Every day millions of barrels of crude oil are piped, trucked, freighted, and shipped throughout the Great Lakes basin from the Canadian Alberta oil sands and the Bakken oil fields to refineries across the nation. This much crude oil moving around the Great lakes region is not only a challenge for transportation systems but is bringing concerns over the safety of crude oil transport front and center.
Yet crude oil is important to the region, creating economic growth in the form of jobs, industry, agriculture, and government revenue.
Last fall, the Great Lakes Sea Grant Network invited people from academia, industry, and non-profit organizations to Chicago to discuss research that would address concerns inherent to transporting this vital commodity. The goal of the resulting research agenda is to support optimal movement of crude oil throughout the Great Lakes with regards to public safety, the economy, and environmental protection of coastal resources.
“We learned that decision makers have many questions that need to be answered related to the transportation of crude oil,” said Margaret Scheneemann, IISG water resource economist and one of the meeting facilitators.
The Chicago workshop followed an initial two-day spring gathering held at Wingspread in Racine, Wisconsin, which brought a diverse set of stakeholders together to get on the same page regarding this complex issue. They reached an agreement on the primary issues surrounding crude oil movement.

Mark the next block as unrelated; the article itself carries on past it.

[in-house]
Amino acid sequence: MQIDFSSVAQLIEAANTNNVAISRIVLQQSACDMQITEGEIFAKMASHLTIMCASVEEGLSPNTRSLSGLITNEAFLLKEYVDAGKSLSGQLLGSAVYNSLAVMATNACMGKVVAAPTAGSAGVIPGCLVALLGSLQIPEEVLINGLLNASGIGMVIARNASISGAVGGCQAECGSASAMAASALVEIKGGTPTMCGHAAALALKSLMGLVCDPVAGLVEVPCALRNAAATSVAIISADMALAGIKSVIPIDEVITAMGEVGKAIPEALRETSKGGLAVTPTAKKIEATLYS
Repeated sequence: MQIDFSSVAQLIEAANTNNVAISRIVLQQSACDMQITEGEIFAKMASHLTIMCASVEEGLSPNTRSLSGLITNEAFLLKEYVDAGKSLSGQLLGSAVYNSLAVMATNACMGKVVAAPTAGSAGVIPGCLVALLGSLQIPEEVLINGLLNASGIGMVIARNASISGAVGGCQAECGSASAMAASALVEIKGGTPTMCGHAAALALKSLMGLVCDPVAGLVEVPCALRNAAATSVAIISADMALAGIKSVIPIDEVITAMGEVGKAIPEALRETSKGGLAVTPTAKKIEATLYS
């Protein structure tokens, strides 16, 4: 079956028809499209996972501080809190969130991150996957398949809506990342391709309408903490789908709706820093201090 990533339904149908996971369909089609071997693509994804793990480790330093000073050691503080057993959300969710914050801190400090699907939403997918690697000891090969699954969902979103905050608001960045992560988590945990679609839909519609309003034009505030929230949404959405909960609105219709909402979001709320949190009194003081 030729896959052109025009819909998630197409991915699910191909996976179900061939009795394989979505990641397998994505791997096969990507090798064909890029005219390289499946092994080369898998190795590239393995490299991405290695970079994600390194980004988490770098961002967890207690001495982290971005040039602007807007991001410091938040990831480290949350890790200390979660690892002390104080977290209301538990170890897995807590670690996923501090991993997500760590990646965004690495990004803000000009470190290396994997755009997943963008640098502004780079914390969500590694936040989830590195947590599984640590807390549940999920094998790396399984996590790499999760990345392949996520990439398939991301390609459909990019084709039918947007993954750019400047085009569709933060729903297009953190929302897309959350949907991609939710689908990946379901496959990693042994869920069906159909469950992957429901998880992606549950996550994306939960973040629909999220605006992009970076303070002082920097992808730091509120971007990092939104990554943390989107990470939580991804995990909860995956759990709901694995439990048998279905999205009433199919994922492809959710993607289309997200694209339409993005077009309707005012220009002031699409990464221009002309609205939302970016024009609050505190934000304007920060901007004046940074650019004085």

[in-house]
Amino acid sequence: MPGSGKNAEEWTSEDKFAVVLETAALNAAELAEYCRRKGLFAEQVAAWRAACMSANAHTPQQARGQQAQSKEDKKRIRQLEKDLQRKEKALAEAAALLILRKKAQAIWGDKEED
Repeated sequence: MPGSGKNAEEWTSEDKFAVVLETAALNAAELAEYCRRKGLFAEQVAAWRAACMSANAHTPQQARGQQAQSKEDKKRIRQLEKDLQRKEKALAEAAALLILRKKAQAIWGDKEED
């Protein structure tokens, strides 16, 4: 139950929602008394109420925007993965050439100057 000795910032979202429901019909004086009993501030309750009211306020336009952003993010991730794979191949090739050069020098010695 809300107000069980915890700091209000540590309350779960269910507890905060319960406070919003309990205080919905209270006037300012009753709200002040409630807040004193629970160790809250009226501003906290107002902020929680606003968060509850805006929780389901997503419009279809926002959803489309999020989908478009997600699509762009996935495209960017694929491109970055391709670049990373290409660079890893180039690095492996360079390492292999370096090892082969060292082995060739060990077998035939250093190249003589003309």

“The first workshop really set the stage for subsequent dialogue,” said Schneemann. “Given that we’re going to move oil in the basin, can we work together to look at our options and identify what we need to do to better understand those options?”
For example, oil pipelines have become a hot-button issue, especially for some environmental groups and activists.
Ever since the first black gold was commercially drilled in western Pennsylvania in 1859, getting the oil to market has been a challenge. Initially the cost to transport it to the railroad was more than the oil itself was worth. So in 1865 the first reliable pipeline was built and the U.S. hasn’t stopped expanding pipelines since.
Today there is more oil than ever before traveling existing routes. Thousands of pipelines snaking through the nation move the bulk of the oil on land. Where pipelines don’t exist or aren’t sufficient, oil is moved by water, truck, or rail. In the past five years, railroads have seen a 700 percent increase in transporting oil on a system that was never meant to carry that amount.
Regardless of the method of transporting oil, incidents are bound to happen.
Dale Bergeron, Minnesota Sea Grant marine extension educator, is using his background in strategic planning and conflict resolution to encourage stakeholders to slow down and address the situation with a sound science-based, management strategy.
In addition, Schneemann will encourage stakeholders to undertake a monetary accounting of the benefits and risks so that decision makers can make apples-to-apples comparisons.
Statistically speaking, the risk is low that pipelines will fail, but one major spill can be catastrophic as residents near the Kalamazoo River in Michigan saw in 2010 when an Enbridge pipeline ruptured and caused the largest inland oil leak in the United States.
“What is the reality today and what are the impacts of various choices?” Bergeron said. “If we shut down a pipeline, it would not stop the flow of oil. It would just seek another route and perhaps a less safe one. Because refineries need stock, industry needs it, agriculture depends on it, and citizens demand it.”
This story appears in the latest edition of The Helm.
Illinois-Indiana Sea Grant is a part of University of Illinois Extension.